Apr 27

Do we trust God even when it looks like we shouldn’t?

Bookends of 1-2 Samuel

Writers often use bookends to let us know what is most important to them. Bookends are very similar concepts or words at the beginning and end of a book. They remind us what we need to remember.

The books of 1 and 2 Samuel were originally one book.

The writer put two songs, one at the beginning and one at the end, to show us what we must remember when we read this book. Hannah and David each praised God for how he treated them.

Other Bookends

I have written posts on the bookends of the Bible in general, Paul’s letter to the Romans, and the Gospel of Matthew.

Hannah

Hannah was a married woman who wanted to be a mother. Her husband had taken a second wife which probably meant that they have been childless for a long time. The second wife had children and Hannah was deeply discouraged.

When they went to the Tabernacle she was so deep in prayer that the High Priest, Eli, thought she was drunk. She told him that she was not drunk but praying. Eli told her that God would grant her request.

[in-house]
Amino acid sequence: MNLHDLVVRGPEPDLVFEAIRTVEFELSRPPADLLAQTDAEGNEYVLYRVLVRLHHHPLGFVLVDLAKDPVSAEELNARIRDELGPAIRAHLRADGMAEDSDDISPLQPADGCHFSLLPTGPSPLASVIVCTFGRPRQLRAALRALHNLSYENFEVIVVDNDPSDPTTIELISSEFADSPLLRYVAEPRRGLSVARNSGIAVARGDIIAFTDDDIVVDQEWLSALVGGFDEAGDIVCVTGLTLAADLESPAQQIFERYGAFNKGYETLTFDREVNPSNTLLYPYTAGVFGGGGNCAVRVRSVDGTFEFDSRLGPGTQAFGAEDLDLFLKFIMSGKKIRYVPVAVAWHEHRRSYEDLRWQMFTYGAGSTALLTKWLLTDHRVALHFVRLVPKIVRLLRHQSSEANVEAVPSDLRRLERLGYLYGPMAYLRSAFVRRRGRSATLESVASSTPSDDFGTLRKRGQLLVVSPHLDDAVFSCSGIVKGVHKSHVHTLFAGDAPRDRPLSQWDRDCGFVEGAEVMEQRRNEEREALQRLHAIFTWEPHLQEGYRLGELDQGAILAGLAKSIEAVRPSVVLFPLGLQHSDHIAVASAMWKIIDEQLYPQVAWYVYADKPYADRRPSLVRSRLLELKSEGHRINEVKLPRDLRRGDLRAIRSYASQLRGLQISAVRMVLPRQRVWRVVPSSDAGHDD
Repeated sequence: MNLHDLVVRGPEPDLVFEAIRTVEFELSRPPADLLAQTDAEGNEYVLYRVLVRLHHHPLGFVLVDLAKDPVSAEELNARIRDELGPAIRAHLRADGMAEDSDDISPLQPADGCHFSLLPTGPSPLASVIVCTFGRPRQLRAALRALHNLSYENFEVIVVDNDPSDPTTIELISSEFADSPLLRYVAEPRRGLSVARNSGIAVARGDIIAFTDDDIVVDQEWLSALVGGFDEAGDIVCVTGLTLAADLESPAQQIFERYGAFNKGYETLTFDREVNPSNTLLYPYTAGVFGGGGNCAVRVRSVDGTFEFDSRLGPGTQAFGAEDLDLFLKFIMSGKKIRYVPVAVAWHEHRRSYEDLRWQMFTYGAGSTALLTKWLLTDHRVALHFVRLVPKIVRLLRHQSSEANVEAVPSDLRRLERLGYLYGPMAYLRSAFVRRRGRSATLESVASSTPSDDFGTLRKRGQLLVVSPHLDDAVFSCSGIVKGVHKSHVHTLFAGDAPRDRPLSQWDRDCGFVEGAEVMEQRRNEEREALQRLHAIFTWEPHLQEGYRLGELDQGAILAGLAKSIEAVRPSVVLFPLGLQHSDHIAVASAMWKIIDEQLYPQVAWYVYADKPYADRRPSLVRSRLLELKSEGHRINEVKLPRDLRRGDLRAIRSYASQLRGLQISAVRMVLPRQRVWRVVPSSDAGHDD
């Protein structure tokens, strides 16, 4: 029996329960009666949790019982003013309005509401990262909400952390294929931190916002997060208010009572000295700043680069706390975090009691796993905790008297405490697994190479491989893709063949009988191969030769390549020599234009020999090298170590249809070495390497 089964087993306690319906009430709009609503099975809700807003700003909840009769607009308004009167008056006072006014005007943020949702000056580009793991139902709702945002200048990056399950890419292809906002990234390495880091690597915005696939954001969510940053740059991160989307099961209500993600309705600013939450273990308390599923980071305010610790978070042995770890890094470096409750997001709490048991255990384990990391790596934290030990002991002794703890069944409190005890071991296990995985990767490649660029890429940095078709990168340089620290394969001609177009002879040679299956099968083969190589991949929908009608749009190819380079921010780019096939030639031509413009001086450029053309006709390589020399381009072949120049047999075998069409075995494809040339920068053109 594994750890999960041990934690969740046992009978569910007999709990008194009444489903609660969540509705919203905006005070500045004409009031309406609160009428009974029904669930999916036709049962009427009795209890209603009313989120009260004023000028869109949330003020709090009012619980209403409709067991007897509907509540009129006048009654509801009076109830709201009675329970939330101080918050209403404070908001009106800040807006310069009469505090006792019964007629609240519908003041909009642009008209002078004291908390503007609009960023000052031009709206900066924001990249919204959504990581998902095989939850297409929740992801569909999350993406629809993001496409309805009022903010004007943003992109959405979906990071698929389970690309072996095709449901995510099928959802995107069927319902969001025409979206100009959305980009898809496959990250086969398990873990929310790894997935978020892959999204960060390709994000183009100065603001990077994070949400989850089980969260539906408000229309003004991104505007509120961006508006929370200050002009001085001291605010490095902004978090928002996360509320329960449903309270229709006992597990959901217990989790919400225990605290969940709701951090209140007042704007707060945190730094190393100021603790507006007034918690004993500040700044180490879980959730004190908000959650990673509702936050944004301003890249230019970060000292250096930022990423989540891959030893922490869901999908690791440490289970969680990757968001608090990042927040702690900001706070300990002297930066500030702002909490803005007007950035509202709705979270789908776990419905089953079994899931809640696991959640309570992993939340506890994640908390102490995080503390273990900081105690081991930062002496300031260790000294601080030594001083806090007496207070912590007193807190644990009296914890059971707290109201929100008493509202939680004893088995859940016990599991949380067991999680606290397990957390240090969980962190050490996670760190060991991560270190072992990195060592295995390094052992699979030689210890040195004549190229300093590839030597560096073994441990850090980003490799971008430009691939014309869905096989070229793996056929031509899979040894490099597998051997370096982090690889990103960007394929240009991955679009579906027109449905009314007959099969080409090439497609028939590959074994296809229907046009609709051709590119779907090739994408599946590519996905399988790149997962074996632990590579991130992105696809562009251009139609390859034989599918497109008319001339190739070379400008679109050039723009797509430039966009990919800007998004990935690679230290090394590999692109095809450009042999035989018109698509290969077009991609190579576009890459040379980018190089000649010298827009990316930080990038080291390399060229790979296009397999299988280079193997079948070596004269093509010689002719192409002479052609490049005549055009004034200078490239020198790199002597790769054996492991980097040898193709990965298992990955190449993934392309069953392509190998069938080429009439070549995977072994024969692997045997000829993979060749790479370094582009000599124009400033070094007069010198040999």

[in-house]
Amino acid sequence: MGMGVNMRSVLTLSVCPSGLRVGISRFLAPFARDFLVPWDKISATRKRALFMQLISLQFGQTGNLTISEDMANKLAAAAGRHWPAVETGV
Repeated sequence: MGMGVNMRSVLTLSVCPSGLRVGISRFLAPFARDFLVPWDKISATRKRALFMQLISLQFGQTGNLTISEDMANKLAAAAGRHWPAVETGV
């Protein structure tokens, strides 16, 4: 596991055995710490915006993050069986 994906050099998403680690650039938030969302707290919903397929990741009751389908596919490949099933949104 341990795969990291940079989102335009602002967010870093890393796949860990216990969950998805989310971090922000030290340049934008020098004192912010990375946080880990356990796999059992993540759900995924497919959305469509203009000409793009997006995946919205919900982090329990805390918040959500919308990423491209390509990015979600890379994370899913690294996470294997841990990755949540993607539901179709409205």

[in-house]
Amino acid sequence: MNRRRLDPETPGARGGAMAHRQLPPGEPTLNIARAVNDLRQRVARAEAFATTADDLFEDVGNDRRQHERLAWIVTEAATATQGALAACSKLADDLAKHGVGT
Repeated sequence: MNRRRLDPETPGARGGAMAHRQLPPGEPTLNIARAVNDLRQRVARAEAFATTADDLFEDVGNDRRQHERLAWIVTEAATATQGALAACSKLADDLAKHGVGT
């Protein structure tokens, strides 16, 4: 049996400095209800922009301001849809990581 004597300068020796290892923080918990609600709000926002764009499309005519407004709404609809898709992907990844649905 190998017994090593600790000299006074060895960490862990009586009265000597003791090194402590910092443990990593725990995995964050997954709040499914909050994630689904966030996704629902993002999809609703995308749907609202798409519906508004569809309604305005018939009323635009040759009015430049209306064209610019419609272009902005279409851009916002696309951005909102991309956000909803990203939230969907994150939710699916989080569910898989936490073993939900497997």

She conceived and bore a son. She called him Samuel and gave him back to God as a servant to Eli at the Tabernacle. She visited him each year and she and her husband had other children.

She composed psalm of praise to God because he answered her prayer even though she was a poor and humble woman. (! Samuel 1-2)

David

Near the end of his life King David reflected on where he came from and how God has worked in his life.  He was the youngest son and was sent to watch his father’s sheep.  He was destined for a humble life as a minor member of his family in a small village.  God reached out to him and made him king.  As he thought about these things he wrote a psalm praising God. (2 Samuel 21)

These two songs are the bookends of Samuel.  The theme of this book is that God reaches out to the humble and needy.  He reaches out to those who need him and trust him.

The Virgin Mary’s praise to God

The Virgin Mary composed a song of praise when she learned that she would be the mother of the Messiah.  One of the curious facts of her song was that she reflected on and alluded to Hannah’s song.